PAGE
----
The book's greatest value may be as a kind of working handbook of community development: the Brooks were inventive, and many of the techniques they experimented with can stand other Volunteers in good stead. They used a variety of ways to scare up money for new projects: tapping local businessmen and expatriates for donations of cash and equipment, digging into their own pockets, and soliciting money and materials from friends in the States. I have long felt the Peace Corps needs to revise its dogma on equipping Volunteers with money and supplies. The official line holds that the Volunteer should offer only himself, not material aid, because such aid will discourage local people from making their own contributions. The rule is a sensible one, but frequently the equipment in question--a tool or a motion picture projector or an up-to-date text--is simply not available on the spot, while it may prove impossible to raise locally all the money needed for a given project. To me it seems a little ridiculous to spend thousands of dollars training Volunteers and sending them overseas, and then to balk at adding the $100 or $200 which might enable them to carry a project through.
Although the Brooks usually insisted that the local people pay whatever they could, certain acts of generosity appear a little questionable. Some returned Volunteers will raise eye-brows at their distribution of seven cartons of used clothing sent from the States; the trouble with such direct giveaways, as the Brooks found out themselves, is that the demand is inexhaustible. After all the parcels had already been distributed to friends, Rhoda relates, "the crowd at our door swelled to frightening size; complete strangers were coming off the beach to see what all the excitement was about."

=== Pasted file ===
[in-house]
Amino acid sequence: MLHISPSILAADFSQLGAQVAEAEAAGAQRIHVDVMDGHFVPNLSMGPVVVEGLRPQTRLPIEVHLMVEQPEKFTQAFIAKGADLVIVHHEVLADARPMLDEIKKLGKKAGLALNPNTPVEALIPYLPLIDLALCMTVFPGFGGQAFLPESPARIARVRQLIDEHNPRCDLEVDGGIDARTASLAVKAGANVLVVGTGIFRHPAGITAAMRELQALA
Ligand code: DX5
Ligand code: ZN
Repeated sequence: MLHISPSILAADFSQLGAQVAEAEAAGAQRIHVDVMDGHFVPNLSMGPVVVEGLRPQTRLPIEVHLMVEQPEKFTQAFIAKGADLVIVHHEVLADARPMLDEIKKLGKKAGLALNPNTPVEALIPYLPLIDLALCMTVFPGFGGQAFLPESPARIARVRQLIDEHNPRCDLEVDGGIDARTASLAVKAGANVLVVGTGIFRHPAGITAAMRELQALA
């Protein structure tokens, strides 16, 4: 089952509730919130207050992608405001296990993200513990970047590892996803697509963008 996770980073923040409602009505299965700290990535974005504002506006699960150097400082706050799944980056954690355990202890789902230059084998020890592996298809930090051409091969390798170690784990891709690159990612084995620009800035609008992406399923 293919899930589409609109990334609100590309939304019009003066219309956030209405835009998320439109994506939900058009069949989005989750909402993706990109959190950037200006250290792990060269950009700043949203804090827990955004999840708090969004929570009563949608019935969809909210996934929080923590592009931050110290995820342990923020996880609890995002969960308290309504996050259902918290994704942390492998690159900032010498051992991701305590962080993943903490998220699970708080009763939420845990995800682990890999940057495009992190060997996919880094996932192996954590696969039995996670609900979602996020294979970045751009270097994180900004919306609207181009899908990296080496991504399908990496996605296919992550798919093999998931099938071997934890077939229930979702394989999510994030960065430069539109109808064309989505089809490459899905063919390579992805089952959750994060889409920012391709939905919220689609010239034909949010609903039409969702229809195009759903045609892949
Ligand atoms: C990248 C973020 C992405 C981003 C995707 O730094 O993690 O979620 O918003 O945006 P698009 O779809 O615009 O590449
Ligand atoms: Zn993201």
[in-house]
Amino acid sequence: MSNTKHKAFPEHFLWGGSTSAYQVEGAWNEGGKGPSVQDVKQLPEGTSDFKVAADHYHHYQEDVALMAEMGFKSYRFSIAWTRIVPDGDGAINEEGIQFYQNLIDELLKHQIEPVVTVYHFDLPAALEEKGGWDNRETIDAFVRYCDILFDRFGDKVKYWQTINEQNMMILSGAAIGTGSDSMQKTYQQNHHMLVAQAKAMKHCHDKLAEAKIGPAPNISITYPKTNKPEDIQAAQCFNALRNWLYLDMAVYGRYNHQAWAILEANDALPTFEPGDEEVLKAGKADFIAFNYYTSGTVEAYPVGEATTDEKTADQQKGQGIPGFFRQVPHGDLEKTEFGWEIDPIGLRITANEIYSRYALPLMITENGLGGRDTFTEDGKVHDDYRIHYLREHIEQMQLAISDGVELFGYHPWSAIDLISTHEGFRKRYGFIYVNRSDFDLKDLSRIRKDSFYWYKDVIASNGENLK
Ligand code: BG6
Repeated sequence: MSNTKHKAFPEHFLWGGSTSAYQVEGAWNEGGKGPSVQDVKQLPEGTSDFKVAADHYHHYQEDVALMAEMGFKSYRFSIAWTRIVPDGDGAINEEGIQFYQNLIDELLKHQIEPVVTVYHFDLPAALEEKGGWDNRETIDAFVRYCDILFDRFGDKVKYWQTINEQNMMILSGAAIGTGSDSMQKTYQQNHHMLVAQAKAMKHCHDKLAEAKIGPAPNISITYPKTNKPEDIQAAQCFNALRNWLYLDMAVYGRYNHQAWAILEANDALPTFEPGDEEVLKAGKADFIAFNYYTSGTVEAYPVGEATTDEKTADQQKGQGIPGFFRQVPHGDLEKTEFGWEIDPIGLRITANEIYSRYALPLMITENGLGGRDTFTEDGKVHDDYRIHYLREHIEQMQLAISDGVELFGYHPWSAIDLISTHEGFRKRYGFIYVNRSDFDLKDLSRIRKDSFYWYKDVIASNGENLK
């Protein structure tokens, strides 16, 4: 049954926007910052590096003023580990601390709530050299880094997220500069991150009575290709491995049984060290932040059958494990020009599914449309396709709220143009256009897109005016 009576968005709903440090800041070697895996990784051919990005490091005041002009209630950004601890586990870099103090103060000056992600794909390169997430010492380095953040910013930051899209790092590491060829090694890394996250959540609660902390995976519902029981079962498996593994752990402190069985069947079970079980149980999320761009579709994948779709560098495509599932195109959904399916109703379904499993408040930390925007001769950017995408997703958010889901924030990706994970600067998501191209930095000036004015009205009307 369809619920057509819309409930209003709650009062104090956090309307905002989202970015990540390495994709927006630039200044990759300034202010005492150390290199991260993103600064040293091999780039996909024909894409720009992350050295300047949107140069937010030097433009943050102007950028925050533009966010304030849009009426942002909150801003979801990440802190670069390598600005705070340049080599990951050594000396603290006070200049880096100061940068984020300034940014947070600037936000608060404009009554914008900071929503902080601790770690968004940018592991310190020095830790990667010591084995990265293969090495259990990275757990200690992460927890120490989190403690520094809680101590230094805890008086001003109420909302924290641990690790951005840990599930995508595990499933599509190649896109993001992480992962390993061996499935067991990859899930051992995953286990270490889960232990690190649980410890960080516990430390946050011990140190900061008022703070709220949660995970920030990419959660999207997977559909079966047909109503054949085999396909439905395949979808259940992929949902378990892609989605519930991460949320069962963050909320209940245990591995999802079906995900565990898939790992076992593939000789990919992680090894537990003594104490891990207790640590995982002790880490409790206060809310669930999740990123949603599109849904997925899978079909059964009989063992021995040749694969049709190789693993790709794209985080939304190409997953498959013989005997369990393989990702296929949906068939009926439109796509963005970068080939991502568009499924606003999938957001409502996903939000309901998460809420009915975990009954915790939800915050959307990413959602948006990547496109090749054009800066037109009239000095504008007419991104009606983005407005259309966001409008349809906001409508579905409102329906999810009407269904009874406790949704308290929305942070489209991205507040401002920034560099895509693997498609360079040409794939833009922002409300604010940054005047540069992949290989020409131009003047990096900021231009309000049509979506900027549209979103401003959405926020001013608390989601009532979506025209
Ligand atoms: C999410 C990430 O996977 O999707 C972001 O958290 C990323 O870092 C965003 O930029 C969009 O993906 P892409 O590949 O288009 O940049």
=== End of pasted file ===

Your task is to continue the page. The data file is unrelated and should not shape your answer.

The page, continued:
The Brooks tackled the problem of relations with Ecuadorians by displaying an enthusiasm and a patience that can only astound--or dismay--other Vounteers. On their first day in town they politely demurred at the suggestion that they rent a spacious balcony apartment in town and instead set up house in a beach front dwelling of bricksand bamboo, located two miles away. The choice amazed local fishermen. "But only poor people live here," said one, unable to comprehend why gringos chose to reside in his barrio.
Once installed the Brooks pursued an open door policy with a vengeance. Every meal, they relate, included two or more impromptu guests and sometimes a roomful; on Sundays the house overflowed with visitors. For all this I admire their stamina though I wonder how they kept their sanity. New Volunteers anywhere are usually so eager for friends that they practically pull people in through the windows, with the result that they accumulate a large number of urchins, hangers-on and people looking for gifts--"leeches," as a Volunteer who served in Iran referred to them. (In my own experience, the individuals one would most respectful to show up of their own accord.) There comes a time, however, when the Volunteer realizes he has had enough; his own privacy counts too, and is doubly important if he has work that must be done in peace. At this point he simply becomes more selective. It is no more possible to like all Latin Americans than it is to like all the people in your apartment building.